Should NCAA Athletes Be Paid?


Cameron Takmil, Sports Writer

With Memphis center James Wisemen suspended 12 games for accepting a ‘booster’ from his coach, a new debate has been sparked on if NCAA athletes should be compensated with pay. Legislation in California called the Fair Pay to Play Act, which was signed this year, has allowed for a group of college football programs to be able to make money off endorsements and agents. However, the NCAA has threatened to disassociate with the conference of teams as a whole if this bill is put into effect. In the past five years, lawsuits against college players have ramped up as many have been accused of taking sums of money to play for a specific school. A famed NCAA Men’s Basketball coach was fired in 2018 for bribing recruits to play for Louisville, which also resulted in the vacation of their 2013 NCAA championship. The NCAA has gone as far as not allowing NCAA athletes to own their own merchandise, such as jerseys as well. Over the summer, the NCAA even targeted agents, making their qualifications to be eligible to represent an NCAA athlete unrealistic; this spurred a huge social media backlash and an eventual appeal of the rule.

The case to be made in favor of paying college athletes is simple: NCAA sports is the only business in the world where the largest earners aren’t compensated or aren’t allowed to benefit off their image. While it’s been found that most schools lose money in sports, the NCAA made $1.1 billion in 2017, and that number still grows today. NCAA Men’s Football alone generates 31 million dollars a year. This money goes to many different places, except for back to the people who generated it. A majority of NCAA athletes come from a less fortunate background, and use their success in athletics to get an education. This can also help the women’s side of NCAA athletics as many women’s sports in the U.S. have a huge wage disparity with their men’s counterparts. While women’s sports overseas make closer to what men make, many don’t want to change their entire life so they can be paid fairly. Allowing female athletes to make money at the collegiate level could help them make money during their time in college and be better off when making it to the professional leagues.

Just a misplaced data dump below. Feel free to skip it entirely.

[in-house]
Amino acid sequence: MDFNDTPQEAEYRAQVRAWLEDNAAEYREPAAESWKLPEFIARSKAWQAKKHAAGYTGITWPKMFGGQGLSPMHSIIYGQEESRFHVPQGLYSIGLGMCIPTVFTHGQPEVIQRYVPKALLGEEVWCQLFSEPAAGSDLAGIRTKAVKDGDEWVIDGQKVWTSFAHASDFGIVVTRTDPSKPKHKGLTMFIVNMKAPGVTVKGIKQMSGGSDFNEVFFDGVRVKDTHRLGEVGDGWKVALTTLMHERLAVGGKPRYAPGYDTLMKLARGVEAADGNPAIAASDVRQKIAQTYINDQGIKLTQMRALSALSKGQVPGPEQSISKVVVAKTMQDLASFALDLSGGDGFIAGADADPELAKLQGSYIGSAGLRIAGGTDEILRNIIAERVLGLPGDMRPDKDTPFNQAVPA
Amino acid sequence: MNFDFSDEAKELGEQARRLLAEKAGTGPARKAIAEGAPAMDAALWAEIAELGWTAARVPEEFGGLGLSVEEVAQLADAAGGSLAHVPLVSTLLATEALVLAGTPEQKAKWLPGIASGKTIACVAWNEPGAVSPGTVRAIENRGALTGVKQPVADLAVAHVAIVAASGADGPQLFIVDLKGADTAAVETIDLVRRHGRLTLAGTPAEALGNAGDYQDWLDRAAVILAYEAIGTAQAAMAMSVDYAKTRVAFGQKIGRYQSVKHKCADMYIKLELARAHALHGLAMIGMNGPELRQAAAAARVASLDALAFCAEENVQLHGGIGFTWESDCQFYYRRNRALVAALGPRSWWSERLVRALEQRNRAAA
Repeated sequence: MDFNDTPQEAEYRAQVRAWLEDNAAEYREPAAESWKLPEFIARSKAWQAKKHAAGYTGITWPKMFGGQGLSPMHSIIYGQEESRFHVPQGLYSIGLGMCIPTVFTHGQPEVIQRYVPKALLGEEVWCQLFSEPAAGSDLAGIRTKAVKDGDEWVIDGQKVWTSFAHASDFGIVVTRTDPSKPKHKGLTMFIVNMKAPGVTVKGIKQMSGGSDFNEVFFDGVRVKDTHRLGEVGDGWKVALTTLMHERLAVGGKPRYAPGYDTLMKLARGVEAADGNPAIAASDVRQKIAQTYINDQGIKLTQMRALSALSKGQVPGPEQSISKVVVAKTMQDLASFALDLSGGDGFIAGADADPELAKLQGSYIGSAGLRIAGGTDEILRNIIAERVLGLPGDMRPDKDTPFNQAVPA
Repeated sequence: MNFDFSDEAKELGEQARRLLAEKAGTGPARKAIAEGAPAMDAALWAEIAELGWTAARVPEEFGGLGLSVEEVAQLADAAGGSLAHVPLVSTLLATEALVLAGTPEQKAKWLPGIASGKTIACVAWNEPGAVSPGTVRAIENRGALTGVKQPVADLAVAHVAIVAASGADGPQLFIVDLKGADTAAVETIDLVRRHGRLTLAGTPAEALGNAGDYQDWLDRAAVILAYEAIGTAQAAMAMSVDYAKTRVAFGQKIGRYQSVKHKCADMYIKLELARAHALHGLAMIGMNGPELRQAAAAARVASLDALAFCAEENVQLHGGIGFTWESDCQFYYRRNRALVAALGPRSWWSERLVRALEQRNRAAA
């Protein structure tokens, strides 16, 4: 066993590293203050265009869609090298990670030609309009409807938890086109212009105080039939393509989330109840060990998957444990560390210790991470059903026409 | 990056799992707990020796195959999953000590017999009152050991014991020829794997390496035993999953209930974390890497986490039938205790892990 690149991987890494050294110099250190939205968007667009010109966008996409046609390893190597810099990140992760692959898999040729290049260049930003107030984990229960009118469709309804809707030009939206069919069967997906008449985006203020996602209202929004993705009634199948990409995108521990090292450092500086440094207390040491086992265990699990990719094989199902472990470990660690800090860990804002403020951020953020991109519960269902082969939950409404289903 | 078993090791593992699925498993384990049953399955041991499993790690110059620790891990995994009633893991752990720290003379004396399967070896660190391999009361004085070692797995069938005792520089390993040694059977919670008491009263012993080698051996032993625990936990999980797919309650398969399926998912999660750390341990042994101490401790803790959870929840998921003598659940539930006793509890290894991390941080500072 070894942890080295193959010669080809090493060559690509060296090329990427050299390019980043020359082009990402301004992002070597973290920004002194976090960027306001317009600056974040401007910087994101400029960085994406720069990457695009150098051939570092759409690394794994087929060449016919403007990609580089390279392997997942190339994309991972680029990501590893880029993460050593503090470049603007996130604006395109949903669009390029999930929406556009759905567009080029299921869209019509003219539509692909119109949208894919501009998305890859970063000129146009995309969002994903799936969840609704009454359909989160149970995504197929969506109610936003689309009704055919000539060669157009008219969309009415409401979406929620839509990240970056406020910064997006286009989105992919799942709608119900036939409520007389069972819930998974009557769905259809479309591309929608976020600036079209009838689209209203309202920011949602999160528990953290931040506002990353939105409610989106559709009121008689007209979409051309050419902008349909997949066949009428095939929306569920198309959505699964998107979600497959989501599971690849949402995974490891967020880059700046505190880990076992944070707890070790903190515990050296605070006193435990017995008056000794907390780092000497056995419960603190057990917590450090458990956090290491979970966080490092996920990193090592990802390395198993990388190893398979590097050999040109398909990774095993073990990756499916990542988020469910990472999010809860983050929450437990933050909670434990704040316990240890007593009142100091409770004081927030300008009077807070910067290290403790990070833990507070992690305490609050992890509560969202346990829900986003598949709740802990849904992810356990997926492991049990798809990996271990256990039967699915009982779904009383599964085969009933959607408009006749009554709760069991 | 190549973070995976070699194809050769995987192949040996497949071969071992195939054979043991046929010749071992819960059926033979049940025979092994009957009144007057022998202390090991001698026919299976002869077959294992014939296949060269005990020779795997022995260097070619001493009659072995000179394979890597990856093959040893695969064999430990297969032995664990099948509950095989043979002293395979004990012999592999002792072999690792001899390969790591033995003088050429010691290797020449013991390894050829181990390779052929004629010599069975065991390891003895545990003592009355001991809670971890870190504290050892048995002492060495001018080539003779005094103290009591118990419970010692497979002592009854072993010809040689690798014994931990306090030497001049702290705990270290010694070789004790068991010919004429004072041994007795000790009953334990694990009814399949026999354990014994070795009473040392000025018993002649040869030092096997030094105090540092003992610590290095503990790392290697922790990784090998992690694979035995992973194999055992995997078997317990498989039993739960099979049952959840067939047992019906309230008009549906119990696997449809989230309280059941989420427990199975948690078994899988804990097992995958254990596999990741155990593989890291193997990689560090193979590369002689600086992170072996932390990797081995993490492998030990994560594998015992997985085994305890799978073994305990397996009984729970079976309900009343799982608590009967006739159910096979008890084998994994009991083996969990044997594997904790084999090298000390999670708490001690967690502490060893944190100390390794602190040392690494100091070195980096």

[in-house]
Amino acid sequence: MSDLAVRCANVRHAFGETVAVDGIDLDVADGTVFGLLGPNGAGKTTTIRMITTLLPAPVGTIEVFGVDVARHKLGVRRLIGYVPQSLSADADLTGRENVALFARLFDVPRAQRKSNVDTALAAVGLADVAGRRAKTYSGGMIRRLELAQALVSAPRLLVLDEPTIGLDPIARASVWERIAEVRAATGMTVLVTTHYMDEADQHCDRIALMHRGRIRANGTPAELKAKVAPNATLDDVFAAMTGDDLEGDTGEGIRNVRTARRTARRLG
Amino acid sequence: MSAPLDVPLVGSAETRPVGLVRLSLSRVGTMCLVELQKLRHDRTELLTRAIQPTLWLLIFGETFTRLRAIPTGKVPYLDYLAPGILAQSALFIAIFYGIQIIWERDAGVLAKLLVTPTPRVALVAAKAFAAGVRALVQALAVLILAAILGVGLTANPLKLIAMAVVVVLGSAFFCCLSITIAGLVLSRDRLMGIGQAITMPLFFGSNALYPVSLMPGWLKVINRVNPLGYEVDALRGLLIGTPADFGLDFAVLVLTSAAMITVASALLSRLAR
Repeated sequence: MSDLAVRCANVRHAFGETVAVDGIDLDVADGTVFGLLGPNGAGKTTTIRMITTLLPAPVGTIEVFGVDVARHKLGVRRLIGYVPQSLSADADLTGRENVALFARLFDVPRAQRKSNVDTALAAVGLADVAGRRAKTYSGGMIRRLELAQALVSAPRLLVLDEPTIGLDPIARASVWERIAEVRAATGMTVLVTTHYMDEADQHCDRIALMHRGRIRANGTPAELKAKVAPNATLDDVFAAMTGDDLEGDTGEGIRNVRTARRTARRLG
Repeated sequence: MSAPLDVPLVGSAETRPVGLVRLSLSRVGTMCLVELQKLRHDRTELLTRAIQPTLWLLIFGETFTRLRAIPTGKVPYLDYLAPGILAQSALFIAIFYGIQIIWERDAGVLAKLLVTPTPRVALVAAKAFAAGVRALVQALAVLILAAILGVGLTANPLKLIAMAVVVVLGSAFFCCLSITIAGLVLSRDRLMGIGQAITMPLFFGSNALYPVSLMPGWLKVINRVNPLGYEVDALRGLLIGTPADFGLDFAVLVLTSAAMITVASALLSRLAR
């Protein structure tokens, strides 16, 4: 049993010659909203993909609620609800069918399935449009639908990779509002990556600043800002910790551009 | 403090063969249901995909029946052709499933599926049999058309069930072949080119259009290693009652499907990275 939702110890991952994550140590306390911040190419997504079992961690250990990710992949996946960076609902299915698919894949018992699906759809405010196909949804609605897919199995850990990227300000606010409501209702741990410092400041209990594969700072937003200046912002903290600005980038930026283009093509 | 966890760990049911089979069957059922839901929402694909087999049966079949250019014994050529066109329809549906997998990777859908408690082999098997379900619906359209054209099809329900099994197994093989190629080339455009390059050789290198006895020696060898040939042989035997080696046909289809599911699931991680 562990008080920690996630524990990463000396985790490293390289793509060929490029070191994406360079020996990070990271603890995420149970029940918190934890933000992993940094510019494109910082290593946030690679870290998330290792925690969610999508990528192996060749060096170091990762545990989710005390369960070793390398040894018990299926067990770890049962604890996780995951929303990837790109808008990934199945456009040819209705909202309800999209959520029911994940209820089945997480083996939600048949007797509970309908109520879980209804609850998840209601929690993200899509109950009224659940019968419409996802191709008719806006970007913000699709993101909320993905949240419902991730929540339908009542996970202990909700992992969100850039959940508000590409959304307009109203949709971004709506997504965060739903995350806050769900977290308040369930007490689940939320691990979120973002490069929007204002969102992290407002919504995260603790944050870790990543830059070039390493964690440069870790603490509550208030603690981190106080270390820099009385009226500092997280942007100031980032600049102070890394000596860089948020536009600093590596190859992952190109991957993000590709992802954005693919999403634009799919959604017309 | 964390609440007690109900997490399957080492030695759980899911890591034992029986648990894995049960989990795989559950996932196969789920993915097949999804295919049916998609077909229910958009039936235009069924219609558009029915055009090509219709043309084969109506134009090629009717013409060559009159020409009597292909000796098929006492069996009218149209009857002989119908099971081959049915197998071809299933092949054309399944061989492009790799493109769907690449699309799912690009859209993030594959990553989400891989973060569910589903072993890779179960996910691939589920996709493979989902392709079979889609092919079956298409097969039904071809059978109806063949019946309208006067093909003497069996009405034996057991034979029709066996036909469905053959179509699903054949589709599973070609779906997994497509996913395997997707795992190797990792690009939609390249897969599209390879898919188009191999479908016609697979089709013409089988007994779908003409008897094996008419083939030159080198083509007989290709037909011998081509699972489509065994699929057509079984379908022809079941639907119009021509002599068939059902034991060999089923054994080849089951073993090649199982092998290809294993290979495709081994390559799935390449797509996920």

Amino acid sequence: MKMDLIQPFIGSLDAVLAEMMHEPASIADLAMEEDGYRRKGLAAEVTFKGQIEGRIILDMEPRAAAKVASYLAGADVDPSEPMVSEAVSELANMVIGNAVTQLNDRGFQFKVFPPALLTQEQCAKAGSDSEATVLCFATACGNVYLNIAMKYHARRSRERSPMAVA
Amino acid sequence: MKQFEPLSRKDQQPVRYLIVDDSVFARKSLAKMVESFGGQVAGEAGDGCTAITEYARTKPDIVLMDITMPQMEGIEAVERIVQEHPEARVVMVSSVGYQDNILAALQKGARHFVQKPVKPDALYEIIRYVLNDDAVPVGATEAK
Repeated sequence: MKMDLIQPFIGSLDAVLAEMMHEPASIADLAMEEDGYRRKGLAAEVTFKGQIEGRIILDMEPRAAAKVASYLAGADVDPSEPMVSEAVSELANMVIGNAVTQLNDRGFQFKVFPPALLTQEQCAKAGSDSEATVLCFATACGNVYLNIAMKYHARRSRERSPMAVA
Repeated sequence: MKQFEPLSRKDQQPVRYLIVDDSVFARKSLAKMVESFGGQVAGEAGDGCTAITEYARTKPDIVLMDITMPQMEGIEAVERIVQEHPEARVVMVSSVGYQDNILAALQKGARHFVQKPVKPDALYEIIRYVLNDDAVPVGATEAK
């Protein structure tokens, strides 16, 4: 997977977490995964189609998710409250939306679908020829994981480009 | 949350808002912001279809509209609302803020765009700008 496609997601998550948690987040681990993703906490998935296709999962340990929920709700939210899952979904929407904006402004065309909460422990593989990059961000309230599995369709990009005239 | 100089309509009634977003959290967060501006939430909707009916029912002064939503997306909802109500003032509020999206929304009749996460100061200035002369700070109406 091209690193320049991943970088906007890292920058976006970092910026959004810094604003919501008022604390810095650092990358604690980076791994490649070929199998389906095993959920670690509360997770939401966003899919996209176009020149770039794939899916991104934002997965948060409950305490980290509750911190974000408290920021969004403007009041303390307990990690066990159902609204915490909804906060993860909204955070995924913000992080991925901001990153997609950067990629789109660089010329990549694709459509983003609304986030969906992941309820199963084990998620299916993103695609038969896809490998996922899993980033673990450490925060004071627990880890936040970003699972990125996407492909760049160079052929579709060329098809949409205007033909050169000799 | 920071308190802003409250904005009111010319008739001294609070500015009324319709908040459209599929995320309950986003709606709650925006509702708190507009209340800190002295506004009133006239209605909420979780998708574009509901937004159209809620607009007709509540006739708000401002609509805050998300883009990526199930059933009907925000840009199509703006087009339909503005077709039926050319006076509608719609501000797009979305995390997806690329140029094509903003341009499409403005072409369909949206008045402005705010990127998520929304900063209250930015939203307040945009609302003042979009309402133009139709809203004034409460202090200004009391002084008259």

Although they are still amateur athletes, the NCAA’s Stars, specifically college basketball players, generate insane amounts of cash for their schools and the NCAA. They travel a lot and are taken away from school, putting them at somewhat of a disadvantage when it comes to their actual studies. While some may say “They aren’t worried about school,” about 81.3% of these athletes graduate from college. Clearly, they must care a little. While the NCAA directly paying may not be feasible, allowing these kids to benefit off their success would pay off dividends for them. 

The main argument against allowing these athletes to make money is that “they are just kids”, “an education is enough”, and “Colleges are sometimes losing money to run an NCAA program”. All of these arguments aren’t strong enough cases as it is hard to justify why you wouldn’t allow a player to have their own agent to guide them and be able to make money off sponsorships and even own their own merchandise. For the point that colleges can’t even fund themselves, out of their $1.1 billion in revenue from 2017, the NCAA gave about half of that $560.3 million of it back to schools they profited off of. Much of the rest of the revenue goes to scheduling games and venues for neutral-location games. On the other hand, you have to be realistic and realize that an actual paycheck from the NCAA to its athletes wouldn’t be realistic at all. The NCAA has thousands of athletes and unless they were willing to fork over a serious amount of money, it would be hard to pay ALL the athletes. Nonetheless, allowing athletes to make their own money with third-party sponsorships and endorsements is something that could be done easily. While the NCAA might lose money, this could help amend their relationship with players and fans after a long history of picking money over moral values.